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OECD Watch is an international network of civil society organisations promoting corporate accountability. The purpose of OECD Watch is to inform the wider NGO community about policies and activities of the OECD's Investment Committee and to test the effectiveness of the OECD Guidelines for Multinational Enterprises. 


40th anniversary of the OECD Guidelines


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OECD Guidelines Workshop for Brazilian NGOs

August 2004

Red Puentes and OECD Watch organized a workshop in Rio de Janeiro, Brazil, about CSR and monitoring multinational enterprises in Brazil.

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OECD Watch Review of National Contacts Points for the OECD Guidelines 2003/2004

OECD Watch Review of National Contacts Points for the OECD Guidelines 2003/2004
June 2004 J. Oldenziel

This is the second annual report by OECD WATCH, which reviews the performance of the National Contact Points for the OECD Guidelines (NCPs)2. It covers the period June 2003 – June 2004. The NGO reports indicate that some excellent promotional work is going on and that some NCPs have made outstanding efforts through innovative websites to highlight the work on the Guidelines. A few NCPs should also be commended for engaging in regular dialogue with all stakeholders about the ethical dilemmas that confront responsible companies in the globalised economy. Task forces, working groups or other advisory bodies tend to improve the work of the NCP. But these positive aspects are offset by the increasing use of procedural devices by some NCPs to disallow complaints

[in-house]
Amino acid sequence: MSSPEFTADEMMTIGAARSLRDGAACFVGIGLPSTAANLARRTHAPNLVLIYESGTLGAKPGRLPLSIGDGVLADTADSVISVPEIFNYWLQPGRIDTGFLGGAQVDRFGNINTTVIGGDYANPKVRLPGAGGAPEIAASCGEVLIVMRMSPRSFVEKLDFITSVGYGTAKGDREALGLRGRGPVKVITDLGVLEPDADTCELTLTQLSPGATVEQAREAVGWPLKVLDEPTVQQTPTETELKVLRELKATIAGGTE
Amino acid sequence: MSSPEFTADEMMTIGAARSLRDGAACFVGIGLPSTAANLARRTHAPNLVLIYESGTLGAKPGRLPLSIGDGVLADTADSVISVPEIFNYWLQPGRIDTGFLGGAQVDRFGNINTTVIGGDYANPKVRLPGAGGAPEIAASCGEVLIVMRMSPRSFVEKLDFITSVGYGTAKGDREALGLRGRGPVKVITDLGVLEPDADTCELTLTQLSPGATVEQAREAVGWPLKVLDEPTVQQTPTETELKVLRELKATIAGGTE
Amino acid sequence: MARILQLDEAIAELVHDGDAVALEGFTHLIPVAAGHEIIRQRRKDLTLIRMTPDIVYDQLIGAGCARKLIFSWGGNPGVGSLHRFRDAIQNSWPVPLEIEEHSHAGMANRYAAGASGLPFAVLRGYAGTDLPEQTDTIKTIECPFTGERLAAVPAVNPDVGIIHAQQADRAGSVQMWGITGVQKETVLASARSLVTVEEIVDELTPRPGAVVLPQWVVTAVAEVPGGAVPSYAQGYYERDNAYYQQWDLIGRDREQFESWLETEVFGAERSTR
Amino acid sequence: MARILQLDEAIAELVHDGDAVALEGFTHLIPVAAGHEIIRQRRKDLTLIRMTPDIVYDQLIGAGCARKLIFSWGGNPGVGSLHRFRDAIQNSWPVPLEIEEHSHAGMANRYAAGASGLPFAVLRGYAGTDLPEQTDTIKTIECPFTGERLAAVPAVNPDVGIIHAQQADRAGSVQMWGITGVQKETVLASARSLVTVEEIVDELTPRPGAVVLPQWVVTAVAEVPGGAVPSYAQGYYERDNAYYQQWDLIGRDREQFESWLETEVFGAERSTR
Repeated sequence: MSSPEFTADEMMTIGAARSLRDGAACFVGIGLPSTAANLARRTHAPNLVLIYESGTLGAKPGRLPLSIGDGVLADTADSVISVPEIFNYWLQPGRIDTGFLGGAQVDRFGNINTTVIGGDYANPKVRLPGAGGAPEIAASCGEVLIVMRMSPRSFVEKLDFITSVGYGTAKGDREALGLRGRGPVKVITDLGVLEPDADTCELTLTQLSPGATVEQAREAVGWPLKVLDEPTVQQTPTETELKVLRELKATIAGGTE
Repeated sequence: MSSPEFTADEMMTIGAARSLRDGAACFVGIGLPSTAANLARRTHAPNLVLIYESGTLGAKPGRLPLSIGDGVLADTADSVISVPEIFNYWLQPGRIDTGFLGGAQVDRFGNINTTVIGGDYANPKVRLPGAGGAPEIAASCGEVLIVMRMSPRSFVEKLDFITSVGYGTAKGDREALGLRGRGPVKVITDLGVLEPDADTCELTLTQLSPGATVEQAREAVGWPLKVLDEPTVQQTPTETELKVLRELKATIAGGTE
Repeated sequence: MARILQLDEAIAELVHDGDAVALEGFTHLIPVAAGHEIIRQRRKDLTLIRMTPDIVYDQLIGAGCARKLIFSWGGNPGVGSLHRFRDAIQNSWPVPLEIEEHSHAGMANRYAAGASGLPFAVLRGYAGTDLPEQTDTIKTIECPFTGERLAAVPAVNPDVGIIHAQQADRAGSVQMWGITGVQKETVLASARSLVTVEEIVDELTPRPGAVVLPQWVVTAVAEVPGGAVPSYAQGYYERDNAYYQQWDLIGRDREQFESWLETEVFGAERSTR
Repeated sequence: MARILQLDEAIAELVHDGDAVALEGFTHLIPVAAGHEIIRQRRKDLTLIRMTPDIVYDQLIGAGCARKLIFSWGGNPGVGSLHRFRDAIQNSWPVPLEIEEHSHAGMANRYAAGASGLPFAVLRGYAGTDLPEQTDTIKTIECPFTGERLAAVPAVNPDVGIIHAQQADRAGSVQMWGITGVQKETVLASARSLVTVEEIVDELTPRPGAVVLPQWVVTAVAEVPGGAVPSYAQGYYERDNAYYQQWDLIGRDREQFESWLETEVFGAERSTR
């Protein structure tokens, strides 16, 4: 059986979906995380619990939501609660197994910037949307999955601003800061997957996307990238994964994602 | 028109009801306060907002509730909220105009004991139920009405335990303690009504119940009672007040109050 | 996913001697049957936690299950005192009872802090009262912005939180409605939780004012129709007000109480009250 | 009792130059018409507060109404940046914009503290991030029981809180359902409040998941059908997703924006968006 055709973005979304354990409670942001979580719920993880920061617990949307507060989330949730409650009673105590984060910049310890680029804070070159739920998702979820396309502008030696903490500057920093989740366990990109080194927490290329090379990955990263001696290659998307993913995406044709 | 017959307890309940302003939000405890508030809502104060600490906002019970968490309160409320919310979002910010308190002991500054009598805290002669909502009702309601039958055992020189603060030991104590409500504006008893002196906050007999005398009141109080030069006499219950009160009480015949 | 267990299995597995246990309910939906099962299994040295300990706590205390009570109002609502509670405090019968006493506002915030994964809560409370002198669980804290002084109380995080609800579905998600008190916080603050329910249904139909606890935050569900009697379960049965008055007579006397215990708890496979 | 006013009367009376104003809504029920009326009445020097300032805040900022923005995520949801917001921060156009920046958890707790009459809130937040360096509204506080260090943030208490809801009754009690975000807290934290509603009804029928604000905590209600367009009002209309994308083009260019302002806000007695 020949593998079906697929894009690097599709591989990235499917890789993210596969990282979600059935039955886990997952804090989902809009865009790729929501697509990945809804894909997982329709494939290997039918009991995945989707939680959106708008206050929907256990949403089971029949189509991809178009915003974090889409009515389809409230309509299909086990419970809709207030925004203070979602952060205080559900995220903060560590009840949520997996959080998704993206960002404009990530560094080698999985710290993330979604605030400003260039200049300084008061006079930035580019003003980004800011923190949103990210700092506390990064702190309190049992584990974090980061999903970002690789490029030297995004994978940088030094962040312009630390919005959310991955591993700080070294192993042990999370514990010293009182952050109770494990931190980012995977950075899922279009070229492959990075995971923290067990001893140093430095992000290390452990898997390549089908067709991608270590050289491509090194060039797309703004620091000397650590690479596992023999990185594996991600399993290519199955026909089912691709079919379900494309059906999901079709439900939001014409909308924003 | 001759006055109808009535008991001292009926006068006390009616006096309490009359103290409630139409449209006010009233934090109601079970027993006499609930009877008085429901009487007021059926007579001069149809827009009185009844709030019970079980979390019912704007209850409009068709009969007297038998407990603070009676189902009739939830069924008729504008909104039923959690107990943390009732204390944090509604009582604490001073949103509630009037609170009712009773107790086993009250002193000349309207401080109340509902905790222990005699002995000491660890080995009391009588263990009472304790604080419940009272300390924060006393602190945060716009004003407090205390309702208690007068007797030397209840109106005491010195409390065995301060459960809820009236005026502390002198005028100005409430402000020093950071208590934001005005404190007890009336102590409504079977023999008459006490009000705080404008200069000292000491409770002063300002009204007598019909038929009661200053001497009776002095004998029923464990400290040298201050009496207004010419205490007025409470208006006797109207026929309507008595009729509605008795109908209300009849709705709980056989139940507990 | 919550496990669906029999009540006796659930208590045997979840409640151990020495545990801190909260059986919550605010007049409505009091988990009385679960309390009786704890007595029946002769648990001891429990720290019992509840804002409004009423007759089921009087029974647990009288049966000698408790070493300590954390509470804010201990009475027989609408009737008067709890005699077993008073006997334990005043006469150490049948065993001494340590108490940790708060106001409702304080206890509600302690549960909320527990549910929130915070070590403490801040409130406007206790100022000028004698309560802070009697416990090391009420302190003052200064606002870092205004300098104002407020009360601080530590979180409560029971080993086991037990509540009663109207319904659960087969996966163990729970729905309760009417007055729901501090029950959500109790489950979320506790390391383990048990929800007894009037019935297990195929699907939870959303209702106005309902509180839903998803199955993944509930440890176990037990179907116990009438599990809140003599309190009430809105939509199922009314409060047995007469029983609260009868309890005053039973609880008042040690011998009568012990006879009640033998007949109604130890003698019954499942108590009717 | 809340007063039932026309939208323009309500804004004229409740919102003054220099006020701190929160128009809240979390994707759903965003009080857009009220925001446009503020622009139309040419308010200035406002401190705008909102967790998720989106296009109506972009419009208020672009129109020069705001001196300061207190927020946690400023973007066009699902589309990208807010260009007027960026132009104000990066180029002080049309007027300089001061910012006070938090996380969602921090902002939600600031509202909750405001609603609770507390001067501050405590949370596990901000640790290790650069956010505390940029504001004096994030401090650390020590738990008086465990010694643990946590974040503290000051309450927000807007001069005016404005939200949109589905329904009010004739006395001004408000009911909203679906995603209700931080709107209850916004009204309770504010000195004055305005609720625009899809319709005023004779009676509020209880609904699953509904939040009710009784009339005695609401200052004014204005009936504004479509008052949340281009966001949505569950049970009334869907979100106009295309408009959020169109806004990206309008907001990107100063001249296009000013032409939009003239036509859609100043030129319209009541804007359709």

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RAID Public Version Report June 2004

May 2004

The work of the UN Panel of Experts on the illegal exploitation of natural resources and other forms of wealth of the Democratic Republic of Congo and the OECD Guidelines for Multinational Enterprises.

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Unanswered Questions

Unanswered Questions
March 2004

The Democratic Republic of Congo (DRC) is emerging from a devastating five-year war that is estimated to have cost the lives of more than three million people. Multinational corporations have been accused of helping to perpetuate the war and of profiteering from it. In a series of reports documenting the links between business, resource exploitation and conflict in the DRC, a UN Panel of Experts listed companies considered to be in violation of international business norms such as the OECD Guidelines for Multinational Enterprises. The UN reports raised the expectation that governments would hold to account those companies that were responsible for misconduct in the DRC. To date, there have been few signs of a response.

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